Monday, July 13, 2009

The Unbreakable Child by Kim Michele Richardson

Grim yet ultimately inspiring, this harrowing biography catalogues years of institutional abuse that took place in the Saint Thomas-Saint Vincent Orphan Asylum, a Catholic orphanage in Anchorage, Kentucky. After many years of neglect by their drug-addicted mother, Kim and her three older sisters were abandoned to the uncharitable care of the Sisters of Charity. Detailing daily regimens of physical and mental abuse at the hands of the nuns, this chilling memoir explains how the Roman Catholic Church kept the orphanage hidden from prying eyes, miles from any main thoroughfare, allowing mistreatment to continue for decades. Describing her life through adulthood and the decision to finally expose the injustices after more than 30 years, this courageous tale chronicles the lawsuit initiated by 45 survivors, the two years of litigation, and the first successful prosecution of a lawsuit against Roman Catholic nuns in the US for decades of abuse in an orphanage.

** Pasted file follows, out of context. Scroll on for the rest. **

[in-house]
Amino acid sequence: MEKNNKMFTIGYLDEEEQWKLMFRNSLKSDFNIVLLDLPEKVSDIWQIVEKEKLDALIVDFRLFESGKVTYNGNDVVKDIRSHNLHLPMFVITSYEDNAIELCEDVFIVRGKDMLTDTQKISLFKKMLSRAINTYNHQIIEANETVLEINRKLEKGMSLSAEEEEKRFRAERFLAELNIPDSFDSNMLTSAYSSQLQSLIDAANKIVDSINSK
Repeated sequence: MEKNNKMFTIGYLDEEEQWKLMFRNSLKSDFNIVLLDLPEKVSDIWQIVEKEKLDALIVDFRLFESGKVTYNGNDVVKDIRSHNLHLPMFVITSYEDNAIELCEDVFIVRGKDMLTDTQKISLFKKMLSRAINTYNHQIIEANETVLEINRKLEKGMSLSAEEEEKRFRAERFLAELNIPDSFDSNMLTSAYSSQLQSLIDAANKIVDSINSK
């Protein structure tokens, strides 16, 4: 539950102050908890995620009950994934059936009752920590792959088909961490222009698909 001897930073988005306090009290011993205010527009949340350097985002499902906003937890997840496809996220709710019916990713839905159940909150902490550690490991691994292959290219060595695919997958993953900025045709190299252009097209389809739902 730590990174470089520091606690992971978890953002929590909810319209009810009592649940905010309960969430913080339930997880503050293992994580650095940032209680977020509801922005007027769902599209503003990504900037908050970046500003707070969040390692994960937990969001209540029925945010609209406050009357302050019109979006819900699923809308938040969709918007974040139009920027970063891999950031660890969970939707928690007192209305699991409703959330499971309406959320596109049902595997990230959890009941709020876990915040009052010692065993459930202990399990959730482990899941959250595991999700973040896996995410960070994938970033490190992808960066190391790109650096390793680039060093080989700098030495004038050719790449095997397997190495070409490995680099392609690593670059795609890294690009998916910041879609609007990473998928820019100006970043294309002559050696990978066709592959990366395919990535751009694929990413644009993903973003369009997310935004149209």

How do I begin to tell how this book took me right back to my childhood.I was raised Roman Catholic.I attended The Regina Mundi Convent(run by Irish nuns) from my first year of school and remained there for 5 years until the new government (who had overthrown the previous president) decided that everyone was equal and there would be no more private schools so the convent had to close down as only the rich kids went there.How to explain a convent for only the rich?My mother had attended this convent as a young girl on a bursary(one spot allocated per year to a very poor,very clever child.)There she made friends with the rich kids and met my dad which then meant I got to go as a paying student.

Before you all start thinking I was abused by these nuns,I was not at all abused.I just want to highlight some minor events as a way to impress on you how a young child's mind can be affected by small little things, never mind the absolutely horrific experiences that Kim Michele Richardson went through as a child.